The Loncon programme is out! OMG it is so long it goes on FOREVER. I am so excited! And terrified. :D:
My final programme looks pretty much identical to my draft programme, which I posted earlier this month, but there are two new events!
Asians at Loncon meetup
Friday 19:30 – 21:30, at the fan space
Yay, it is happening! If any of your identities include “Asian” and you’d like to meet other Asians at Loncon, turn up at the fan space at 7.30 pm on Friday. (I’ve got a panel ending at 7 pm, and am hoping it’s not too far from the fan space ….) No food or drink, I’m afraid, but we are allowed to eat there, so tapau/bungkus/grab a takeaway and come along and make friends!
Because a couple of people expressed concerns about this — Asians of all kinds are very welcome, including the diaspora. (It would be a bit rich of a Chinese Malaysian to reject the diaspora!)
Sunday 16:00 – 17:00, London Suite 4 (ExCeL)
Lawrence Watt Evans, Zen Cho
I have a kaffeeklatsch! That is
terrifying thrilling. I’ve never actually been to a kaffeeklatsch. I am very good at drinking coffee and chatting, though, due to the training imparted by the ancient traditions of my culture. (OMG if there is ever a Malaysian SFF con we should have mamak sessions instead of kaffeeklatsches. How cool would that be?)
I hope someone will come. :D: I will be there with some of my own books, and a book that is not by me for me to read if nobody turns up to talk to me. Maybe I will try to steal Lawrence Watt Evans’ fans!
SPIRITS ABROAD at Loncon
Also, don’t forget SPIRITS ABROAD will be available at the Big Green Bookshop stall in the Dealers’ Zone. If you’ve pre-ordered a copy directly from me online, I’m about to email you about how I can get hold of you at the con.
And here’s the final list of my panels!
The Deeper the Roots, the Stronger the Tree
Friday 10:00 – 11:00, Capital Suite 9 (ExCeL)
The roots of modern science fiction and fantasy are often associated with authors such as J.R.R. Tolkien, T.H. White, H.G. Wells, and Mary Shelley. But plenty of 19th- and early 20th-century authors with minimal or no fantastical or sfnal content have inspired and continue to inspire modern genre writing, including but not limited to Alexandre Dumas, Arthur Conan Doyle, Jane Austen, and Georgette Heyer. What is the on-going appeal of such authors, their styles, and their worlds? What is it about them that lends itself to genrefication?
Abigail Sutherland, Zen Cho, Mary Robinette Kowal, Kari Sperring, Delia Sherman
Friday 12:00 – 13:30, Capital Suite 2 (ExCeL)
Manga developed in Japan as a syncretic reaction to American comic books from an indigenous art perspective, to become a unique style of sequential art.
Manga has since emerged from Japan to become a vibrant style adopted by creators in other countries.
What are the more interesting and existing transformations that Manga has undergone in Japan, and outside its birthplace? What is the future of Manga as an art expression in the 21st century?
Zen Cho (M), Sarah Ash, Emmeline Pui Ling Dobson, Eric Senabre, Kyoko Ogushi
Cities: Where, Who, Why?
Friday 18:00 – 19:00, Capital Suite 10 (ExCeL)
Some cities — London being one — are well established as venues for stories, and SF and fantasy stories in particular. How do individual stories and personal experiences — insider and outsider views, those who have made a city their home and those who have migrated to it — interact to create the literary city? What power dynamics affect this process and what does that mean for our imagining of cities? Why do some cities rather than others develop this sort of literary aura — and which cities might we expect to see more of in the future?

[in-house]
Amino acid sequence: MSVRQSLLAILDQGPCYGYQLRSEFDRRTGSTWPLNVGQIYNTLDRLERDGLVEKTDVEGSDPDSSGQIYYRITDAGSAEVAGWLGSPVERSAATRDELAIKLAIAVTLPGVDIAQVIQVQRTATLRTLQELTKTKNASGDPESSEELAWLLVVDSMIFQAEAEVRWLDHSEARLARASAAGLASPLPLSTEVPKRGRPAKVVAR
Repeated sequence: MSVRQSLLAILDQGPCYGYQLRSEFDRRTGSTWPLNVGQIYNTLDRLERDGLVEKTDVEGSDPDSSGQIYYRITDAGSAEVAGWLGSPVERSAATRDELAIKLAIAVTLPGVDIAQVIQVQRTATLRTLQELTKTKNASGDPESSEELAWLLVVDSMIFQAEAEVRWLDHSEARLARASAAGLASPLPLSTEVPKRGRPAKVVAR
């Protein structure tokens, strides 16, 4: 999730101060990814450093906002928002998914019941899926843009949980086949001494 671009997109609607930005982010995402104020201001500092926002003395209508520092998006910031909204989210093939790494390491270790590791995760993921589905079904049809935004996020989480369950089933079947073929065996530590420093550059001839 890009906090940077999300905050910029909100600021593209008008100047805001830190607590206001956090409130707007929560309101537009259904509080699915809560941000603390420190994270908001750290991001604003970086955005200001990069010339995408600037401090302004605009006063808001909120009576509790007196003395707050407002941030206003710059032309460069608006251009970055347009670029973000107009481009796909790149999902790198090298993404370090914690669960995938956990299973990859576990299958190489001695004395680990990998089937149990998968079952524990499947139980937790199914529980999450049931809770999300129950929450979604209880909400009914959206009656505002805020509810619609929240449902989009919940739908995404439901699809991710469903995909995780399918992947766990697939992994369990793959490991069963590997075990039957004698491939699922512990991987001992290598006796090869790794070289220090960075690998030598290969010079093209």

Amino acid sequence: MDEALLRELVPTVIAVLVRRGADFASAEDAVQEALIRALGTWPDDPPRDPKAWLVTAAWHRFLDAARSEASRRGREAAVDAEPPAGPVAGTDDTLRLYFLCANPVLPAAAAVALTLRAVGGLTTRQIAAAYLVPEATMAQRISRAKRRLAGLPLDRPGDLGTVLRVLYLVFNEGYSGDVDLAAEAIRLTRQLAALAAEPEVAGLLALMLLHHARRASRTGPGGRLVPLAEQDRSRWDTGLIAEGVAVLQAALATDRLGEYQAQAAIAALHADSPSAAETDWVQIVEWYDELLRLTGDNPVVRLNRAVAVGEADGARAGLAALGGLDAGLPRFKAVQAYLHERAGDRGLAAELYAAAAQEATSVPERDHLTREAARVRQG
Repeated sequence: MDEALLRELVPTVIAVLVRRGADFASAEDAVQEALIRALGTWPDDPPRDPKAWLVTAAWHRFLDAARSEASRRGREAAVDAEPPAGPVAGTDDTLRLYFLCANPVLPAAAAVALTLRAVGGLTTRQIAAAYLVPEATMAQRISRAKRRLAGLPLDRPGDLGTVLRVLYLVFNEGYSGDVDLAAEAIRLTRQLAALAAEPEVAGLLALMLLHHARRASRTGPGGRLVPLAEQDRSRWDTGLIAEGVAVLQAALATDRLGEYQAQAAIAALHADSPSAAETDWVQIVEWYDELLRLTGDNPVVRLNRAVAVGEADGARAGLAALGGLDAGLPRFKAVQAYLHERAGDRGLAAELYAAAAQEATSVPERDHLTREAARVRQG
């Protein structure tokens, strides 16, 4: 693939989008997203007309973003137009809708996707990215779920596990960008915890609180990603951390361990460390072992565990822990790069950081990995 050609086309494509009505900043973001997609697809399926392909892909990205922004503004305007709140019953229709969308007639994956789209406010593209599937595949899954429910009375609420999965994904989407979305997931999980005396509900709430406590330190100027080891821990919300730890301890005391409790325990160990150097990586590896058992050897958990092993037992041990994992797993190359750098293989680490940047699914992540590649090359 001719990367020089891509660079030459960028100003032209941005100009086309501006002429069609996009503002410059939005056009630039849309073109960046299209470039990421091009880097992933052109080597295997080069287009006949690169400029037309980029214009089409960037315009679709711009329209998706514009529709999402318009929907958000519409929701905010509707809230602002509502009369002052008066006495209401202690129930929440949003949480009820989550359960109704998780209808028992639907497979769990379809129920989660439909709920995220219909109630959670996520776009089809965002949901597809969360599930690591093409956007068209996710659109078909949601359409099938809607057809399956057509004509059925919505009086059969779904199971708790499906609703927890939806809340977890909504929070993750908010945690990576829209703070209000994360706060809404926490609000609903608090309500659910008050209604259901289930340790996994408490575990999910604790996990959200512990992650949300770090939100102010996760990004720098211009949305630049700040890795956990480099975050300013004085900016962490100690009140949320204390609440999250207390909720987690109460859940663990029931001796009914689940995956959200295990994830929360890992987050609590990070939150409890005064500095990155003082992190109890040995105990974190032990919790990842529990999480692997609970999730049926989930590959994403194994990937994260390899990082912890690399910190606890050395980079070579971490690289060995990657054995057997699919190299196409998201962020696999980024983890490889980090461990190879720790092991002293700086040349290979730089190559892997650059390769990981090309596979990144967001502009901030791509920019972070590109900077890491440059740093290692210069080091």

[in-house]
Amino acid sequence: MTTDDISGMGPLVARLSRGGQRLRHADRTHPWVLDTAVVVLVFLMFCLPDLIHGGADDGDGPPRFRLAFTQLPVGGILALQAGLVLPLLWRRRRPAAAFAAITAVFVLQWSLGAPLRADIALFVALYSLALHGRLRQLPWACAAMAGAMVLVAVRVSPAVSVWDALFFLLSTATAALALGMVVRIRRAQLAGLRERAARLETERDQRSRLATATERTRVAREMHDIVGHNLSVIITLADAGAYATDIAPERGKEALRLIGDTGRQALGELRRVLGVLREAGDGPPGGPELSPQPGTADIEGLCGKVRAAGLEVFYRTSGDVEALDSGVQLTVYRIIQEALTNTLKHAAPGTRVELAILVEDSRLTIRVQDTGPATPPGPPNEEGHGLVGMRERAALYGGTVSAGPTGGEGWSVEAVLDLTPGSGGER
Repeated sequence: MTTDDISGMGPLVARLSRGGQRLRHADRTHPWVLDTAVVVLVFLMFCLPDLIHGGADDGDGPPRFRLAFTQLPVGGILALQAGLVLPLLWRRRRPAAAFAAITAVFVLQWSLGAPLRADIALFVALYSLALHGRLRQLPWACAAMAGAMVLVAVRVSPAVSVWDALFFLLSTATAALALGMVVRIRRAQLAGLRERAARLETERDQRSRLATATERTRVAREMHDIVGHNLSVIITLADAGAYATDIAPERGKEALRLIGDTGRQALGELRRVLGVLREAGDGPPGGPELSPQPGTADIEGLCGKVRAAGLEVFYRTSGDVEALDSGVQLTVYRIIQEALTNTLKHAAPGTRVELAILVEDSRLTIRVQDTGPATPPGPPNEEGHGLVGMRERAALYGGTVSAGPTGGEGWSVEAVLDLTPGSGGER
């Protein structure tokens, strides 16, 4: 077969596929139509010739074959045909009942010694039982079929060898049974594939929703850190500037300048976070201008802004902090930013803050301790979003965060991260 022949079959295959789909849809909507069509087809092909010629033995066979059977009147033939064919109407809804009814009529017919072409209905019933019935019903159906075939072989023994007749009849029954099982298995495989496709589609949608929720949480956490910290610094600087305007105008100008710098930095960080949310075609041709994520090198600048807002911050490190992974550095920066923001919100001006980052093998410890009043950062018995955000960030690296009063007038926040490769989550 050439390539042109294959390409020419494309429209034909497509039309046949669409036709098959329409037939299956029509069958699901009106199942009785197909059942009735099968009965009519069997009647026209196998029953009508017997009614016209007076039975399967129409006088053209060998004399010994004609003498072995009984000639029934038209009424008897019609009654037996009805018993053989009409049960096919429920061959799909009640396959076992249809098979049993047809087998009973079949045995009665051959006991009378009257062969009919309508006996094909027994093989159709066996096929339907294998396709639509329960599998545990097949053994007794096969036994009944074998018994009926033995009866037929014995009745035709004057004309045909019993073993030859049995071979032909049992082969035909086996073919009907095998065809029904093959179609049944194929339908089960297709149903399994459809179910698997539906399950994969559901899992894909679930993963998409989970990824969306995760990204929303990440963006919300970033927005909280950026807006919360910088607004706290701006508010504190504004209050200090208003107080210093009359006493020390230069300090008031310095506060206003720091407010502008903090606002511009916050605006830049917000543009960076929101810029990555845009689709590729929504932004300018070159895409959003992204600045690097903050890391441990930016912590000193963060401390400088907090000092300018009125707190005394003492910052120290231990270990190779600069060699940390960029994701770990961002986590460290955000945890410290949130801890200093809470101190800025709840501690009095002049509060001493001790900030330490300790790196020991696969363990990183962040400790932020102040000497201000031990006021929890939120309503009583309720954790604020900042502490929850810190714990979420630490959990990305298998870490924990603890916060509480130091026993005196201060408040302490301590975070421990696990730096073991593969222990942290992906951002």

Michael R. Underwood (M), Zen Cho, Ian McDonald, Yen Ooi, Sarah Shemilt
The World at Worldcon: SF/F in South and South-East Asia
Saturday 13:30 – 15:00, London Suite 2 (ExCeL)
South and South-East Asia include a huge span of nations, cultures and languages, so does it make any sense to talk of “Asian SF”? What are the traditions and touchstones of fantastical storytelling in South and South-East Asia? What is the state of genre there, and how have shared myths and a joint heritage of colonialism influenced it? A panel of writers and critics from India, Pakistan, Malaysia and The Philippines compare notes.
Mahvesh Murad (M), Zen Cho, Rochita Loenen-Ruiz, Victor Fernando R. Ocampo, Aishwarya Subramanian
The Education and Training of a Young Protagonist
Saturday 19:00 – 20:00, Capital Suite 10 (ExCeL)
Kids have to go to school, whether it’s a modern day educational institution or the school of hard knocks in a futuristic dystopia. How is education treated in SF? What might a futuristic classroom look like? What are some great examples of how education and training have been used by other authors?
Zen Cho, Gail Carriger, Jack Campbell, Dave Luckett, Frances Hardinge
Representation, Whitewashing and Internationalism in Fandom
Sunday 12:00 – 13:30, Capital Suite 13 (ExCeL)
Fandoms can provide positive spaces for engagement with and education about representing people of color, for example the negative impact of “whitewashing” (see racebending.com). In recent years, there’s been a more visible push by fandom for representation that more accurately reflects the community as a whole. But the issue itself is a complex one: How can the SF/F community challenge their perceptions of representation while also taking into account how concepts including “race” and “people of colour” vary in an international context? How can fandom avoid stereotyping and exclusion? What sort of models work in a general sense, but should not be applied to non-Western nations? Join our panelists in a challenging and lively conversation about these issues.
Zen Cho, Eylul Dogruel, Mark Oshiro, Russell Smith